Link to this page: http://www.socialistparty.org.uk/issue/795/18029
Transport workers have power to defeat cuts
Paula Mitchell, London Socialist Party regional secretary
Almost 1,000 jobs to go, all ticket offices to be closed (despite 71% public opposition), some workers to lose as much as £10,000, new grades to be introduced on lower wages.
This is what faces Londoners if the Underground workers lose the battle which looms over the city.
It's the bosses and their political representatives versus one of the strongest trade unions.
Rail and tube workers are like the miners in the past - decent wages, good holiday entitlement and other terms - all hard-won and maintained by a strong union organisation that is prepared to fight for its members.
Smash that and it's open season on the rest of the working class in London. But the rail unions can bring the city to a standstill. They have the biggest industrial power in London and the potential to defeat Johnson.
As we go to press the RMT are in discussions at Acas. Members will expect the union to exhaust every possibility to negotiate.
But when the bosses offer nothing, an attack on this scale needs a response by the might of the organised working class.
On 16 January a public rally organised by the RMT-initiated campaign, Hands Off London Transport, took place.
On the platform were rail union reps Mick Cash, RMT assistant general secretary, and Manuel Cortez, general secretary of rail union TSSA.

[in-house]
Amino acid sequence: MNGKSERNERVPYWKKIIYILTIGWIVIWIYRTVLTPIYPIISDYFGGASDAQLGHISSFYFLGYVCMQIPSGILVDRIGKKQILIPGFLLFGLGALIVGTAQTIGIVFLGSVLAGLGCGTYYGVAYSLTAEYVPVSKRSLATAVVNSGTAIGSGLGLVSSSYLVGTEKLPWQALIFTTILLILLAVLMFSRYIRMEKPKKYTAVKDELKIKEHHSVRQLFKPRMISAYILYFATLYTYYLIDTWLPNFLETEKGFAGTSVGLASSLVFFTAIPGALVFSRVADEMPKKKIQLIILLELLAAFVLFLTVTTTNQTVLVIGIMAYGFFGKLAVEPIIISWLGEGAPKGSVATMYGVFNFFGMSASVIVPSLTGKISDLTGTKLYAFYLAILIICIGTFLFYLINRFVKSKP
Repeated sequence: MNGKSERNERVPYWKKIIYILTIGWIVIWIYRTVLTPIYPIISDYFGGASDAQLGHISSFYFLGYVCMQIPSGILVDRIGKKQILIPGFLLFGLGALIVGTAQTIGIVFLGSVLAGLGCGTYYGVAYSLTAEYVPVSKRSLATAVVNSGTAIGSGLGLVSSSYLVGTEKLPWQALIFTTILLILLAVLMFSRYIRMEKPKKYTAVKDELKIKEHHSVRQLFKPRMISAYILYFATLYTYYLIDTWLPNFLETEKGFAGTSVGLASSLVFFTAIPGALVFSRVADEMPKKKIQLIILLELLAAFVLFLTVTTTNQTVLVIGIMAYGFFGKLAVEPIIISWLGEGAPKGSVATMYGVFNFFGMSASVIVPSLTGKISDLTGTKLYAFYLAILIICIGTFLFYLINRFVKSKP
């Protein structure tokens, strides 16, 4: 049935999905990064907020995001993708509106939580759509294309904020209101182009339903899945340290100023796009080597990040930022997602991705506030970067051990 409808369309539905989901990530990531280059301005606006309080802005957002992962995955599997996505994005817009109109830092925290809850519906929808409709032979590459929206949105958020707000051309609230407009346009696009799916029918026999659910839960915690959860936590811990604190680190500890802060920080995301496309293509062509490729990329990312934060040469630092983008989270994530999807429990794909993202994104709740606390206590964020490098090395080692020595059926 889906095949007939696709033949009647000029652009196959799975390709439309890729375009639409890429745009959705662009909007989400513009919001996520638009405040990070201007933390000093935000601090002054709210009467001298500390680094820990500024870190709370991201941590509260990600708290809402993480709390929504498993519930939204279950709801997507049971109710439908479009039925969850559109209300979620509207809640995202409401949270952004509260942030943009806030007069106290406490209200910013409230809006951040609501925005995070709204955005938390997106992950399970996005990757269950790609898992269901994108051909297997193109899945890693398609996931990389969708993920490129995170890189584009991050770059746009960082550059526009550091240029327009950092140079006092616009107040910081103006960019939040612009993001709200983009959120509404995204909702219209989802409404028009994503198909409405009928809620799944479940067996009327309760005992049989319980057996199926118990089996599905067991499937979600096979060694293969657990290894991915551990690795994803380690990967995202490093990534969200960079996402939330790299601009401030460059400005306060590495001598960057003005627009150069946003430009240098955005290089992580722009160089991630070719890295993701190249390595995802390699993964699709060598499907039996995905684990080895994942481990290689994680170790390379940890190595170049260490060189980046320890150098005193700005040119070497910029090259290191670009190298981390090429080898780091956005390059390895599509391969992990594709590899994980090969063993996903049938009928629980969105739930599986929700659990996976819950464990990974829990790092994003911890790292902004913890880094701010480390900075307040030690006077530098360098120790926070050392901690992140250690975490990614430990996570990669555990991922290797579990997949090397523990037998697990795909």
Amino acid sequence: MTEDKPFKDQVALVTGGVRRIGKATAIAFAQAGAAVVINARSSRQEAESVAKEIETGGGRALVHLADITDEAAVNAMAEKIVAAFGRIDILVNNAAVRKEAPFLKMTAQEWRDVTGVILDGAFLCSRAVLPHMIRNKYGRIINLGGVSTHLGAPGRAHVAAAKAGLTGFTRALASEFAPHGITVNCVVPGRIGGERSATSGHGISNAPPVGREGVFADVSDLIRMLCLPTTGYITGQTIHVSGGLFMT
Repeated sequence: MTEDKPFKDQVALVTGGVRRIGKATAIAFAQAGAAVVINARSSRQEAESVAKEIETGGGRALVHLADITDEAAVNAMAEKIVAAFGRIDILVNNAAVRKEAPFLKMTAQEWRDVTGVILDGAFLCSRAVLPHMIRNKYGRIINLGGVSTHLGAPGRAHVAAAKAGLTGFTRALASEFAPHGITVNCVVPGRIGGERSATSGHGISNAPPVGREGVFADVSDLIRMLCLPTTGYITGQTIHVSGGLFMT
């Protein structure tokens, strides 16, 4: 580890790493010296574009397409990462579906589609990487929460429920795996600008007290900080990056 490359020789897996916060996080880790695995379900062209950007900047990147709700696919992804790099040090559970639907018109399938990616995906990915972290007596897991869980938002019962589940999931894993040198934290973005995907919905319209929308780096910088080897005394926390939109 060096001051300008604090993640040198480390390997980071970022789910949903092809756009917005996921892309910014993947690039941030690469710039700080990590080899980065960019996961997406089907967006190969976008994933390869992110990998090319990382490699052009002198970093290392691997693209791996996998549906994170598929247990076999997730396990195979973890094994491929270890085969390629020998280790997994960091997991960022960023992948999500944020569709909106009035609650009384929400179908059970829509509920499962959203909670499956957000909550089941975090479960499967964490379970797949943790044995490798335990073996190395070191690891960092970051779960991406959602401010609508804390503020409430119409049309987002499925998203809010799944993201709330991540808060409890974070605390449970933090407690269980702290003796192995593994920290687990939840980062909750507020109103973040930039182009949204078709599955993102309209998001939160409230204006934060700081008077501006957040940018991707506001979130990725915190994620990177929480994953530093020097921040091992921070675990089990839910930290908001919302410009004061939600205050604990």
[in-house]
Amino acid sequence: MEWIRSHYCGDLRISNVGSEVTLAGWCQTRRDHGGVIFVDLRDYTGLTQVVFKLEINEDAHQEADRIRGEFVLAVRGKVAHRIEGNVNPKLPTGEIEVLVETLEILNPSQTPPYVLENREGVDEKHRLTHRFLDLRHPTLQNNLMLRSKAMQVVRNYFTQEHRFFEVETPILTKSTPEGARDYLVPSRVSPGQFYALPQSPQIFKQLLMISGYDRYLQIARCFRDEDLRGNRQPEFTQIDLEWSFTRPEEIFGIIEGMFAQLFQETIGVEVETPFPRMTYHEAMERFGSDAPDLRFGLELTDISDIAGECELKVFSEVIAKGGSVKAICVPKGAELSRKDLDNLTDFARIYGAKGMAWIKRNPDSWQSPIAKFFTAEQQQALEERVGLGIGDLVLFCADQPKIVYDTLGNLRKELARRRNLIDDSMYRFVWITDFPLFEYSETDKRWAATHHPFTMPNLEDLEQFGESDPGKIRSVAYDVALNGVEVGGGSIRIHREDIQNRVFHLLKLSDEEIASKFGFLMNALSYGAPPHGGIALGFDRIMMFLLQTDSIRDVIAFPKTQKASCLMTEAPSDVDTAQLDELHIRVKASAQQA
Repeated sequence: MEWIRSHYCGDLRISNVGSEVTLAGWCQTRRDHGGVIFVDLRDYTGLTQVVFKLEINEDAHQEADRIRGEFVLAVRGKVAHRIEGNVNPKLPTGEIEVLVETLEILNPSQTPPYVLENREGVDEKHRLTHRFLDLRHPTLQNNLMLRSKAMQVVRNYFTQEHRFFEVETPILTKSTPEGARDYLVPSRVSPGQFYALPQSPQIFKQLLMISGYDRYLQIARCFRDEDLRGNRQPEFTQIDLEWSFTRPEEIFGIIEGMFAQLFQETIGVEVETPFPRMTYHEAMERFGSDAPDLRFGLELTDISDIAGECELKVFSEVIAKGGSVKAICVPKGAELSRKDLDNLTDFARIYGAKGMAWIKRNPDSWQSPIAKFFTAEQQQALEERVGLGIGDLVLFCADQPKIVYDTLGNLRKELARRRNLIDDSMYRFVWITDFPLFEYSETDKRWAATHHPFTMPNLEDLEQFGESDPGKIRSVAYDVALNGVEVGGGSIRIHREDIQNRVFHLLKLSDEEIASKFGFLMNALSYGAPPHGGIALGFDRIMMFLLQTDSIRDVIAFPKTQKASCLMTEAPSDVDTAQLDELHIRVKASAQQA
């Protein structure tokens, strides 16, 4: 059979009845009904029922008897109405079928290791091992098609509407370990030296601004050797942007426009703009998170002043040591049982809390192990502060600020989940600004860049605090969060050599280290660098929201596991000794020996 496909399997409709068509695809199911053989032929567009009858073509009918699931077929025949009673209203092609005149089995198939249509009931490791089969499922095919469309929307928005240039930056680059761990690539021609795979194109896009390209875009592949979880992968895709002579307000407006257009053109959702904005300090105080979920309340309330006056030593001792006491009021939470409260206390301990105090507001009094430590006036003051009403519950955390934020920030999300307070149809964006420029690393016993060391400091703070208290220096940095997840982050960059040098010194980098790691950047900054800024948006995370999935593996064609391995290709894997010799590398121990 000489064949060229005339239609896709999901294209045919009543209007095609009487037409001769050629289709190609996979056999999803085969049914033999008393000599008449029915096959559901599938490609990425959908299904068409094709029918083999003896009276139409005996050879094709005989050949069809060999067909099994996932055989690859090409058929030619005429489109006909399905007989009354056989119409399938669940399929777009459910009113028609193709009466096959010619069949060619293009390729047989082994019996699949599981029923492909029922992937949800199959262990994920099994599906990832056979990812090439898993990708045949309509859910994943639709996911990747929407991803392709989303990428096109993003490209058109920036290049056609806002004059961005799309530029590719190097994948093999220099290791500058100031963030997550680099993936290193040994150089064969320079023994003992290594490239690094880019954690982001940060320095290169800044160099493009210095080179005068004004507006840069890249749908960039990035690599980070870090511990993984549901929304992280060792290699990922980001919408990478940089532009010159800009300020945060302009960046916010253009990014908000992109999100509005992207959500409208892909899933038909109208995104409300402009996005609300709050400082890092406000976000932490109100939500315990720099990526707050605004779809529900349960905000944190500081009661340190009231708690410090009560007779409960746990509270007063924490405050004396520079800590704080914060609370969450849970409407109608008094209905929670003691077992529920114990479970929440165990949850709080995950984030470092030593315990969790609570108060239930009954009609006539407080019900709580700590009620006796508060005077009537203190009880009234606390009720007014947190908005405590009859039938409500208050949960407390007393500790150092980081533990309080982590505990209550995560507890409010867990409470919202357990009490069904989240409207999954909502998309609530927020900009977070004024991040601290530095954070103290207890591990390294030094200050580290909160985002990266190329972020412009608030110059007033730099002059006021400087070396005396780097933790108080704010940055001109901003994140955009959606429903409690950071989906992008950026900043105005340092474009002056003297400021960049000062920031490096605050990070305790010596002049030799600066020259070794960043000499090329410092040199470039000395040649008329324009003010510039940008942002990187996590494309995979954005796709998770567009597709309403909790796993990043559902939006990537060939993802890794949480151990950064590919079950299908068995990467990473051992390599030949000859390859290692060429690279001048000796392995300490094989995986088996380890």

They were joined by speakers from the Disabled People's Against Cuts (DPAC), National Pensioners Convention, the Green Party and Labour MP Jeremy Corbyn.
From the floor, Steve Hedley, assistant general secretary of the RMT, welcomed the support from all these groups, but stressed that what will smash these cuts is the power of the union and the working class.
Backing up this point, Linda Taaffe, secretary of the National Shop Stewards Network, argued that this is a fight for all trade unions; the Tories and the bosses want to smash the RMT to be a lesson to every other trade unionist.
Linda drew on the example of the miners' strike in the 1980s. "There was no lack of commitment from miners and from ordinary people.
"What was lacking was support from other unions. That is the lesson we need to learn, to raise this fight to a different level."
That is what made the contributions of Manuel Cortez, Chris Baugh, assistant general secretary of the civil service union PCS, and Martin Powell-Davies from the NUT executive (there in a personal capacity) so important.
Manuel declared his union's aim to strike on the same day as the RMT, to stand shoulder to shoulder, and said what was needed was to link up with other workers in the public and private sectors.
From the floor Chris Baugh announced that PCS members in the Met Police were aiming to coordinate action on the same day as the RMT.
He said all the unions needed to synchronise action and called for a 24-hour general strike. Martin Powell-Davies explained the need for the NUT to approach RMT, PCS, higher education unions, etc, to bring everyone together.
A public campaign is important because London's Tory Mayor Boris Johnson and the right-wing press like the Evening Standard will whip up a campaign against tube workers. Everyone across London will be affected by this dispute.
An appeal to all workers across London from the rail unions is needed. Urgent discussions with key trade unions, especially with bus drivers organised in Unite, will be the start to mobilising the working class of London behind the tube workers.
But what's most important is the power of the Underground workers themselves. The national leadership of the RMT needs to lead from the front in preparing members including with workplace meetings, building up confidence that they can win and steeling them for the battle ahead.
For London public meetings on the tube strikes, see:
In The Socialist 22 January 2014:
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